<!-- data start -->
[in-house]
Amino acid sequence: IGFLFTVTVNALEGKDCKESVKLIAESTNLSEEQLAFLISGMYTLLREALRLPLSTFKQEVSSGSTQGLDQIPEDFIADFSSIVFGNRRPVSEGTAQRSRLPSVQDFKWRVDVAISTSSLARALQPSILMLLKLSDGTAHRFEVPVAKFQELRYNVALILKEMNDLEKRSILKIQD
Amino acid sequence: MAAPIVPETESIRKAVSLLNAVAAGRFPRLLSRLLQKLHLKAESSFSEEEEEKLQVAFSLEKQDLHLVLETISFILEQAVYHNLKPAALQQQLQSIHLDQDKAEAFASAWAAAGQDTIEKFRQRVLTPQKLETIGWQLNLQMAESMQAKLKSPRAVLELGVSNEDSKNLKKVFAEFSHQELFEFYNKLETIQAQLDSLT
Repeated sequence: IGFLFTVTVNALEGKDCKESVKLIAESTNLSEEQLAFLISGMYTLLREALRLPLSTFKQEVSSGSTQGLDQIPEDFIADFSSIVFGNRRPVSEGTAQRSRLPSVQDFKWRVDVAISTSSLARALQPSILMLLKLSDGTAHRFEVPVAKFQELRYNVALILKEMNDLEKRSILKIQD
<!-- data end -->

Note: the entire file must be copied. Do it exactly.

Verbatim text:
[in-house]
Amino acid sequence: IGFLFTVTVNALEGKDCKESVKLIAESTNLSEEQLAFLISGMYTLLREALRLPLSTFKQEVSSGSTQGLDQIPEDFIADFSSIVFGNRRPVSEGTAQRSRLPSVQDFKWRVDVAISTSSLARALQPSILMLLKLSDGTAHRFEVPVAKFQELRYNVALILKEMNDLEKRSILKIQD
Amino acid sequence: MAAPIVPETESIRKAVSLLNAVAAGRFPRLLSRLLQKLHLKAESSFSEEEEEKLQVAFSLEKQDLHLVLETISFILEQAVYHNLKPAALQQQLQSIHLDQDKAEAFASAWAAAGQDTIEKFRQRVLTPQKLETIGWQLNLQMAESMQAKLKSPRAVLELGVSNEDSKNLKKVFAEFSHQELFEFYNKLETIQAQLDSLT
Repeated sequence: IGFLFTVTVNALEGKDCKESVKLIAESTNLSEEQLAFLISGMYTLLREALRLPLSTFKQEVSSGSTQGLDQIPEDFIADFSSIVFGNRRPVSEGTAQRSRLPSVQDFKWRVDVAISTSSLARALQPSILMLLKLSDGTAHRFEVPVAKFQELRYNVALILKEMNDLEKRSILKIQD